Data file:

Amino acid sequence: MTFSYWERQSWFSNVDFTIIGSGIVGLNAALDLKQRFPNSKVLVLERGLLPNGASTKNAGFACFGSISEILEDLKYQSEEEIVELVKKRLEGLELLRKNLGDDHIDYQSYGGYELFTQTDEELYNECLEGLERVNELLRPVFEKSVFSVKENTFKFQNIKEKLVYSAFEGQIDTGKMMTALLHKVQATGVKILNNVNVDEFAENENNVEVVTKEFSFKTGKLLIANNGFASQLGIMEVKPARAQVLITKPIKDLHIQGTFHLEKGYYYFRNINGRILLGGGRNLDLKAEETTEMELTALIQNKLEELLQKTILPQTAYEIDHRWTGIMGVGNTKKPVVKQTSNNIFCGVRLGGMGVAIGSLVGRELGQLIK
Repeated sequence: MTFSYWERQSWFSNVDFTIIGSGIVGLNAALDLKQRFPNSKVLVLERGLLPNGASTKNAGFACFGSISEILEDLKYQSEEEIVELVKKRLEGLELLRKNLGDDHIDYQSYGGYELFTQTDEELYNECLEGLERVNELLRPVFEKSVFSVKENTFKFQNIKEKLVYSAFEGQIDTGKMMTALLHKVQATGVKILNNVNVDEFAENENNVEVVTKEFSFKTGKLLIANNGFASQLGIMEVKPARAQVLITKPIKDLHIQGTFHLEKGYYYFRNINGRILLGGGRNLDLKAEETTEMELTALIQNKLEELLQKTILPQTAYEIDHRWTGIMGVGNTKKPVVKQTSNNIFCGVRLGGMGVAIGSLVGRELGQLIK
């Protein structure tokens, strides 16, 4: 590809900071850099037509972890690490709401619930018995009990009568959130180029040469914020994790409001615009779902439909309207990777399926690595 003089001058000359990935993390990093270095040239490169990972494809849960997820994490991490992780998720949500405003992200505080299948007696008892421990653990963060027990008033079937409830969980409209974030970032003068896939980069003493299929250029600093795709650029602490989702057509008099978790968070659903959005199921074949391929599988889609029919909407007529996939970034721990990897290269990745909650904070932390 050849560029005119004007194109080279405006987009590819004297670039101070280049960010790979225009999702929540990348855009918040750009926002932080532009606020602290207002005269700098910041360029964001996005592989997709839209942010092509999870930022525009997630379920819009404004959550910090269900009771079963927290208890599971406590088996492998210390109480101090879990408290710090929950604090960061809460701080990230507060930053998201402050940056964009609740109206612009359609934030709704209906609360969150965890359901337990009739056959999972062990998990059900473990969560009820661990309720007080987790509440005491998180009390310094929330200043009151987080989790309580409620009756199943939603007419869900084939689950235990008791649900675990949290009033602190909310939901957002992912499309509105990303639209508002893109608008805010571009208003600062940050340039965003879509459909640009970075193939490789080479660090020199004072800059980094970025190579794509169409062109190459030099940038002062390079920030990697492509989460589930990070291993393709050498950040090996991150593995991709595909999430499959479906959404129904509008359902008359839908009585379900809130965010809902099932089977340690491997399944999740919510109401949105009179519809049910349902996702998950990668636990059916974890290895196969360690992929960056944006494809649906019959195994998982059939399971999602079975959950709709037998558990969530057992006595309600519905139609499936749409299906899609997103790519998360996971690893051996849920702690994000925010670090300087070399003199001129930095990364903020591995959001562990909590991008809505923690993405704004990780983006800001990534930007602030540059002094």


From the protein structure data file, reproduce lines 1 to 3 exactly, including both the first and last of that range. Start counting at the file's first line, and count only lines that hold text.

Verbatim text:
Amino acid sequence: MTFSYWERQSWFSNVDFTIIGSGIVGLNAALDLKQRFPNSKVLVLERGLLPNGASTKNAGFACFGSISEILEDLKYQSEEEIVELVKKRLEGLELLRKNLGDDHIDYQSYGGYELFTQTDEELYNECLEGLERVNELLRPVFEKSVFSVKENTFKFQNIKEKLVYSAFEGQIDTGKMMTALLHKVQATGVKILNNVNVDEFAENENNVEVVTKEFSFKTGKLLIANNGFASQLGIMEVKPARAQVLITKPIKDLHIQGTFHLEKGYYYFRNINGRILLGGGRNLDLKAEETTEMELTALIQNKLEELLQKTILPQTAYEIDHRWTGIMGVGNTKKPVVKQTSNNIFCGVRLGGMGVAIGSLVGRELGQLIK
Repeated sequence: MTFSYWERQSWFSNVDFTIIGSGIVGLNAALDLKQRFPNSKVLVLERGLLPNGASTKNAGFACFGSISEILEDLKYQSEEEIVELVKKRLEGLELLRKNLGDDHIDYQSYGGYELFTQTDEELYNECLEGLERVNELLRPVFEKSVFSVKENTFKFQNIKEKLVYSAFEGQIDTGKMMTALLHKVQATGVKILNNVNVDEFAENENNVEVVTKEFSFKTGKLLIANNGFASQLGIMEVKPARAQVLITKPIKDLHIQGTFHLEKGYYYFRNINGRILLGGGRNLDLKAEETTEMELTALIQNKLEELLQKTILPQTAYEIDHRWTGIMGVGNTKKPVVKQTSNNIFCGVRLGGMGVAIGSLVGRELGQLIK
């Protein structure tokens, strides 16, 4: 590809900071850099037509972890690490709401619930018995009990009568959130180029040469914020994790409001615009779902439909309207990777399926690595 003089001058000359990935993390990093270095040239490169990972494809849960997820994490991490992780998720949500405003992200505080299948007696008892421990653990963060027990008033079937409830969980409209974030970032003068896939980069003493299929250029600093795709650029602490989702057509008099978790968070659903959005199921074949391929599988889609029919909407007529996939970034721990990897290269990745909650904070932390 050849560029005119004007194109080279405006987009590819004297670039101070280049960010790979225009999702929540990348855009918040750009926002932080532009606020602290207002005269700098910041360029964001996005592989997709839209942010092509999870930022525009997630379920819009404004959550910090269900009771079963927290208890599971406590088996492998210390109480101090879990408290710090929950604090960061809460701080990230507060930053998201402050940056964009609740109206612009359609934030709704209906609360969150965890359901337990009739056959999972062990998990059900473990969560009820661990309720007080987790509440005491998180009390310094929330200043009151987080989790309580409620009756199943939603007419869900084939689950235990008791649900675990949290009033602190909310939901957002992912499309509105990303639209508002893109608008805010571009208003600062940050340039965003879509459909640009970075193939490789080479660090020199004072800059980094970025190579794509169409062109190459030099940038002062390079920030990697492509989460589930990070291993393709050498950040090996991150593995991709595909999430499959479906959404129904509008359902008359839908009585379900809130965010809902099932089977340690491997399944999740919510109401949105009179519809049910349902996702998950990668636990059916974890290895196969360690992929960056944006494809649906019959195994998982059939399971999602079975959950709709037998558990969530057992006595309600519905139609499936749409299906899609997103790519998360996971690893051996849920702690994000925010670090300087070399003199001129930095990364903020591995959001562990909590991008809505923690993405704004990780983006800001990534930007602030540059002094």